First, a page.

Geo Week News

October 21, 2013

Blurred Lines

As 3D printing and visualization technologies gain a greater mindshare in the collective consciousness of the general public, I find myself fielding more unsolicited calls and emails from potential clients looking for 3D imaging services.

While I welcome the calls, it turns out that a lot of them do not actually need (or want) the services or products that we offer. Typically, these prospects hear about laser scanning, or 3D imaging, or 3D printing, as an offshoot of whatever industry they are in. They Google one of those terms and, as a result, get a company like ours. That’s great if they need a standard scanner… I mean, a terrestrial scanner… Well, a mid-range…

See, there really isn’t a specific term for the subdivisions in 3D imaging, is there?! Therein lies the problem.

Someone looking to have a 3D model of something created for them is as likely to need it of an object for a medical device as they are for an offshore oil platform. And, unless the potential client knows what type of collection device they need, it can be difficult to distinguish one company that can help you from another that cannot (even if it performs all of the same services by “name”).

There was a time when we had professional affiliations such as “Metrologist” or “Surveyor” that helped one ascertain the scale or accuracy or application of a technology, but those are falling away as well. Besides, I am constantly looking to other disciplines – as disparate as medical device manufacturers and robotics labs! – to lift ideas and methods for processing 3D data. The beauty (from the inside perspective) is that it’s all data that can be traded, so all of the tools are interoperable. However, it would seem that this “benefit” simply confuses the marketplace for a lot of end users.

I have tried to develop some lines of division but with the constant evolution of hardware and software, the lines are remaining blurry at best. I do not think that we can divide along disciplines any longer. As a matter of business practicality, I am going to pursue any and every vertical for which my hardware, software, and skill set are applicable. Take a single piece of equipment like the Z+F 5010C, for example. The data from that unit are applicable to engineers, architects, the security industry, the mining industry, the heritage market, and the list goes on. It’s the same way for any one piece of tech.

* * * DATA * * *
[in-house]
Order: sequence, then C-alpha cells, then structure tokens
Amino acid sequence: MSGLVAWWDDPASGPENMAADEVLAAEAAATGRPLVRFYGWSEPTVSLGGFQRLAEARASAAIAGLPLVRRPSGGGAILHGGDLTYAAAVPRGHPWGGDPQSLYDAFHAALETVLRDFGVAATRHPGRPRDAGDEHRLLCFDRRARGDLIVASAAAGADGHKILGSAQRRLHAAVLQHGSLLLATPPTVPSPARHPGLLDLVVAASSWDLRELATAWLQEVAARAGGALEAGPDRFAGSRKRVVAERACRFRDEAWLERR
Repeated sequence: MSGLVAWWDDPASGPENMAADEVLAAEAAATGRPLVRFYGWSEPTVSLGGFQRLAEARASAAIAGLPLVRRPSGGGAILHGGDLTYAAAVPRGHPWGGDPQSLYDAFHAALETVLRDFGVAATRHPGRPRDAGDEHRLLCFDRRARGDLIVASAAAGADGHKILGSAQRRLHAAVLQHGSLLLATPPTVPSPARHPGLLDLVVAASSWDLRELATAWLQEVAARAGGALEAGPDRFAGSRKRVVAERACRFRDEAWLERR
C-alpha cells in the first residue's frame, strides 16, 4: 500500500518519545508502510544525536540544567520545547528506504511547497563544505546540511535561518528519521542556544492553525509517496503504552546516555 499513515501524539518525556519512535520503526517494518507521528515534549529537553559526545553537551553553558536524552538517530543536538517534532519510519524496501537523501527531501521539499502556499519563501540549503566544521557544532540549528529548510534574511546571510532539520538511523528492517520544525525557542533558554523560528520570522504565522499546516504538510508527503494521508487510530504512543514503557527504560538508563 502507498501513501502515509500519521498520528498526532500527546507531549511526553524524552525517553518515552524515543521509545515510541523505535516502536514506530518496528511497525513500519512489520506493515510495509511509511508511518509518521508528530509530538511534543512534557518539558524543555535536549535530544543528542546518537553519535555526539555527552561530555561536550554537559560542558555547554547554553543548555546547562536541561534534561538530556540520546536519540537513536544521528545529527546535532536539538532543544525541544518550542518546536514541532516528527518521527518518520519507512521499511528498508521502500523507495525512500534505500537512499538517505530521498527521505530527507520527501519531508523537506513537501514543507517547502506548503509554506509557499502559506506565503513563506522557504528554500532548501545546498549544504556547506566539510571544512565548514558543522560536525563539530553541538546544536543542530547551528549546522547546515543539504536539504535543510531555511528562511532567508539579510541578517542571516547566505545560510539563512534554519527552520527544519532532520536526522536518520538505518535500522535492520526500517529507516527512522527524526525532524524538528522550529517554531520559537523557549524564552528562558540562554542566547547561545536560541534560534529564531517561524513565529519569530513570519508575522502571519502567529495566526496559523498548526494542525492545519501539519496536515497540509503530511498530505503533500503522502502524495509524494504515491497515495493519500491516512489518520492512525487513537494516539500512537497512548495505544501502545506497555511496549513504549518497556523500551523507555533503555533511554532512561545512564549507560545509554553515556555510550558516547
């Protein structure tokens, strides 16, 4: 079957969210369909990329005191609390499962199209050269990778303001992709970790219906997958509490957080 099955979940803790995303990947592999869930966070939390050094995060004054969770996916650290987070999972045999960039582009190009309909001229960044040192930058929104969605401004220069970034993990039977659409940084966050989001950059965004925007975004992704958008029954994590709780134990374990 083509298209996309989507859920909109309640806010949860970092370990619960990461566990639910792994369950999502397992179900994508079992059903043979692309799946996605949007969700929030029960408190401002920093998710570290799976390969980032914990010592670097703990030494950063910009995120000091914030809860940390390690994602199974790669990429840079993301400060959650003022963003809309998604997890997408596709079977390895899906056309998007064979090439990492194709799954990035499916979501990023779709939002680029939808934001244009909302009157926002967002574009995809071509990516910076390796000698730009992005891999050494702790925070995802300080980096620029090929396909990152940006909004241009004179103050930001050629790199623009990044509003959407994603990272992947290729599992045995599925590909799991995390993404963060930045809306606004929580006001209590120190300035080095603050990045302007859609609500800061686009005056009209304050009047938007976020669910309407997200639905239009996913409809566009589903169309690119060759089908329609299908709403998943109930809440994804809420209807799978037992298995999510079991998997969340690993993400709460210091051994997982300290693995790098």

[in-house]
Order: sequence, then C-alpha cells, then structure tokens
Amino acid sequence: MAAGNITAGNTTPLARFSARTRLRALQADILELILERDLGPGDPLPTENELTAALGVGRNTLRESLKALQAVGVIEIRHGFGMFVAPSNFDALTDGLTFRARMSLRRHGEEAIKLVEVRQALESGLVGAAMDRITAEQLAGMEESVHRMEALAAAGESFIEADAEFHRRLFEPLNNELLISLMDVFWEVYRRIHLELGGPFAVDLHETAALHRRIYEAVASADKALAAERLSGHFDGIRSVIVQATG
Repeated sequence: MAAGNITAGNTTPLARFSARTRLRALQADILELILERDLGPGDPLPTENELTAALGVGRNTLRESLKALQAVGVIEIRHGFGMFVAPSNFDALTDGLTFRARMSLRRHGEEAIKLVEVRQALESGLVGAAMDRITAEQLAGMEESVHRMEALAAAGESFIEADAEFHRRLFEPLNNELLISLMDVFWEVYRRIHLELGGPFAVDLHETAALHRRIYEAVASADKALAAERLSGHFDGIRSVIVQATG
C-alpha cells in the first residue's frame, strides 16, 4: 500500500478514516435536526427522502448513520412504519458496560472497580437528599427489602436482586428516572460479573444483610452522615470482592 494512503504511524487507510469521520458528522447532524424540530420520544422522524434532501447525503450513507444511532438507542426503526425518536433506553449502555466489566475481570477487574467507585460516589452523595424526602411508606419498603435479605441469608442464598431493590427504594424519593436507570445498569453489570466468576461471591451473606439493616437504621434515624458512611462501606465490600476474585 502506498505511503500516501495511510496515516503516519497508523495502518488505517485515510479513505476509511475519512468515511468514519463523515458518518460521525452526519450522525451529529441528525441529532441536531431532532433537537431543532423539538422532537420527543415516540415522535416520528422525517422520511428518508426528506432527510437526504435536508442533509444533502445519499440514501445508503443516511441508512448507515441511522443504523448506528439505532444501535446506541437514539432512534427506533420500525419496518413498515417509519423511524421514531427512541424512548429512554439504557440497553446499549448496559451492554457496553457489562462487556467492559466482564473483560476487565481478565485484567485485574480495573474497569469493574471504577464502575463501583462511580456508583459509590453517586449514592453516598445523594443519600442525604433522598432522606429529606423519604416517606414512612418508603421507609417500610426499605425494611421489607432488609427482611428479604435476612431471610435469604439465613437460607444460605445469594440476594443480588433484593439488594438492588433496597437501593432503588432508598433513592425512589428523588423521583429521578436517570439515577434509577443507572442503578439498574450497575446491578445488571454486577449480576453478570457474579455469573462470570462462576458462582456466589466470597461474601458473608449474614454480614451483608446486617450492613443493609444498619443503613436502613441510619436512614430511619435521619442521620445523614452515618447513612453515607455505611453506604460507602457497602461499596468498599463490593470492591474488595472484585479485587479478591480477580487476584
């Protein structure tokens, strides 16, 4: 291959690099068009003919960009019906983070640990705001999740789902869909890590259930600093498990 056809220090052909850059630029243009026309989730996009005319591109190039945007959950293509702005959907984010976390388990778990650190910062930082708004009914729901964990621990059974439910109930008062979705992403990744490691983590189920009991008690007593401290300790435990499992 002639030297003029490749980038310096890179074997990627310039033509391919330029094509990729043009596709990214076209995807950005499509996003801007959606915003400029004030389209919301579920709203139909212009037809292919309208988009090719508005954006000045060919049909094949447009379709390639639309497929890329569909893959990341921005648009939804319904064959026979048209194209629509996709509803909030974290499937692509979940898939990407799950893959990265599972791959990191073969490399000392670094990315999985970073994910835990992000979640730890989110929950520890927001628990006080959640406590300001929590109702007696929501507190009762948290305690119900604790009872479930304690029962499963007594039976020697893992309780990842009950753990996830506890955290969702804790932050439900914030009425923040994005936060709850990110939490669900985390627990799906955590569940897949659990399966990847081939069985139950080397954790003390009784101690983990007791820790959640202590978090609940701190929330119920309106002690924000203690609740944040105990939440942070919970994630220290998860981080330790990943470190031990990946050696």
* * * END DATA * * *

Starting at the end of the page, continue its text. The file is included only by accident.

My latest thought has been to divide along accuracy deviations. Wouldn’t it be nice to be able to put into Google AdWords that you worked with equipment up to 300m in range with an accuracy of 4mm! If someone is rapid prototyping and needs an accuracy of 0.005mm then we all know right away that you are not the person to contact, regardless of the fact that you are in their hometown providing “3D imaging services” (the only term they knew to use in their Google search). I do use this on occasion, but there is one drawback. Ask the normal layperson to point out something 300m away, or even show you 1cm or 1 inch using their fingers. Most people have no real frame of reference when it comes to these numbers.

I’ve landed jobs by continuing to ask questions after someone told me they needed an accuracy standard that I knew I could not meet. You end up asking something like, “How are you meeting that accuracy standard now?” and they explain a method that is way more inaccurate than their standard and insist that it’s working fine, “we just need it done faster.” Right, I’m sure your tape measure is getting 0.05mm all day every day.

So, I’m leaning toward some more malleable lines and using terms like “Micro, Meso, Macro, and Meta,” as in:

  • Micro = sub-millimeter or typical metrology and medical scanning.
  • Meso = Engineering to Architectural grade scanning using equipment like a Faro Focus or a Leica C10. Typically accurate to better than 1cm.
  • Macro = Longer range terrestrial like a Maptek I-Site 8800, vehicle- or drone- operated mobile data. Maybe in the 1-10 cm range.
  • Meta = Large scale as in traditional airborne or satellite mapping. Lower density and accuracy but larger ranges and coverage areas.

My track record with getting these types of ideas rooted is spotty at best, so let me know what you think. We are the first one’s here, so it’s up to us to name everything! Let’s get to it.

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